Black Swallowtail

Black swallowtail caterpillars have been called parsley worms, parsnip worms, dill worms, etc. because they are often found on these plants in the garden. Younger caterpillars look like bird droppings, but older caterpillars take on a distinctive striped appearance. Photo credit: Judy Gallagher, cc-by 2.0

The black swallowtail (Papilio polyxenes) can be found throughout most of the eastern U.S. and parts of the southwestern U.S. They tend to be slightly smaller than the more familiar tiger swallowtails. Black swallowtails are most often found in open areas such as fields, meadows, and yards. It is rarely found in more wooded areas, and is thus one of the many species that rely on open grasslands and prairies.

This is one of the rare butterflies where the caterpillars may be more familiar than the adult butterflies. Like most swallowtail caterpillars, younger black swallowtail caterpillars look like bird droppings. Older black swallowtail caterpillars are striped with alternating black bands containing 6 yellow dots and solid bands of green or white. The reason that the caterpillars are so well recognized is because their primary host plants are plants in the carrot family including many garden favorites such as carrots, dill, and parsley. Away from garden settings, the caterpillars may be found on native members of the carrot family like golden Alexander or introduced members such as Queen Anne’s lace, poison hemlock, or water hemlock.

Adult black swallowtails are sexually dimorphic meaning that males and females look different, at least when their wings are open. The upper surface of the wings of a male black swallowtail is mostly black with two yellow bands of yellow – one relative broad band and one thinner band near the edge of the wings. Sometimes, males also have a little bit of blue between the yellow bands. The upper surface of the wings of a female black swallowtail is mostly black with a good-sized band of blue on the back wings. Some females have smaller yellow bands in the same location as the males, but they tend to be much lighter and not nearly as wide. Many females lack any yellow. Both sexes have a black body with a row of yellow dots running down each side right above where the wings join the body.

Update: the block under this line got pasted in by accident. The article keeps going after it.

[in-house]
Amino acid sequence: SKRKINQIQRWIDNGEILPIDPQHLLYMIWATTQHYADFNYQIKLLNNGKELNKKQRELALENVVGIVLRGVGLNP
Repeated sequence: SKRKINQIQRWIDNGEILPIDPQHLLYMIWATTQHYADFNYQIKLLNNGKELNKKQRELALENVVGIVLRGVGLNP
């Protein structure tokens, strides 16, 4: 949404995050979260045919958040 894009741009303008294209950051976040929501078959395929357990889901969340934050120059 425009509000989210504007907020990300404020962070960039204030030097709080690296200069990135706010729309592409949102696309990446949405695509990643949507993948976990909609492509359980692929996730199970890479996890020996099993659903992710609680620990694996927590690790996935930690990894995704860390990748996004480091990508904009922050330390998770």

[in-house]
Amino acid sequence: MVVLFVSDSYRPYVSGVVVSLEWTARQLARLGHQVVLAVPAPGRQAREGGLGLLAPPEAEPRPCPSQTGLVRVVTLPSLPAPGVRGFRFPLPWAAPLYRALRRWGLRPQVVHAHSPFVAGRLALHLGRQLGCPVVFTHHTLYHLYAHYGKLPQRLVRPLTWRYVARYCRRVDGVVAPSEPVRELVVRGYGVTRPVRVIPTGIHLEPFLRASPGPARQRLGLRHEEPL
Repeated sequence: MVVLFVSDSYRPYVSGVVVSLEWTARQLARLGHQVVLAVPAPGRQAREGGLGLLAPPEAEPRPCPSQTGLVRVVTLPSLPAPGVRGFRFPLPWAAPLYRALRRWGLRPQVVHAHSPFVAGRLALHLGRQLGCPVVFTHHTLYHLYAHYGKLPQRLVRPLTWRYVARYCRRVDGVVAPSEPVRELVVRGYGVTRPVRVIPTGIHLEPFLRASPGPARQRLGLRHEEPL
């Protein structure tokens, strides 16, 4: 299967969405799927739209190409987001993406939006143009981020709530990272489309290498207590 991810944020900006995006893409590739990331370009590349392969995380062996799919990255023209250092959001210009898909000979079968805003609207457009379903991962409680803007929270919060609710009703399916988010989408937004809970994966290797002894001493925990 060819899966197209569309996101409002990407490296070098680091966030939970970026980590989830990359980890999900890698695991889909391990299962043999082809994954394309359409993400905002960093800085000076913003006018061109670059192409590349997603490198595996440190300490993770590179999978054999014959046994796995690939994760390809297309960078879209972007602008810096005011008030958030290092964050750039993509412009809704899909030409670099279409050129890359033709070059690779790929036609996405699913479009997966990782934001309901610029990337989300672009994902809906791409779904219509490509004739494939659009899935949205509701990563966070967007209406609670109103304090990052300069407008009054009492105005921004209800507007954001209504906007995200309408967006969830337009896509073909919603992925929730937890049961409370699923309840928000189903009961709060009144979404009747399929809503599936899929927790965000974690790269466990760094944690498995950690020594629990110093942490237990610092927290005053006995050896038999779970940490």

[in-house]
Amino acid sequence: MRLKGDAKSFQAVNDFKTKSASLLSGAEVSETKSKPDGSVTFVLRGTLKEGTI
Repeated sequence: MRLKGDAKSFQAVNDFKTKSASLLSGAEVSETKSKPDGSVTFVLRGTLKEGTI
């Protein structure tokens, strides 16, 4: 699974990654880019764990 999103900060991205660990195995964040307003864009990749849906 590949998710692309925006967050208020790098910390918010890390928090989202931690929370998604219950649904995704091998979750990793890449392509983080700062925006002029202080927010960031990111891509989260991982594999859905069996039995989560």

Female black swallowtails are primarily black with iridescent blue near the bottom edges of the wings. They may or may not also have two relatively faint bands of yellow dots. Other common species of butterflies that they may be mistaken for include pipevine swallowtails, spicebush swallowtails, and the dark form of the female tiger swallowtails. Photo credit: Paul VanDerWerf, cc-by 2.0

Black swallowtails, especially the females, mimic the coloration of pipevine swallowtails which are toxic to birds. When a black swallowtail closes its wings, both sexes look very similar to a pipevine swallowtail. However, when their wings are open, male black swallowtails lose the advantage of mimicry because pipevine swallowtails lack the yellow stripes. (The yellow stripes on the males appears to help establish their hierarchy among other male black swallowtails.) In addition to the pipevine swallowtail, female black swallowtails can also be mistaken for spicebush swallowtails and the dark form of the female tiger swallowtails, as well as a few other species that are less common in this region.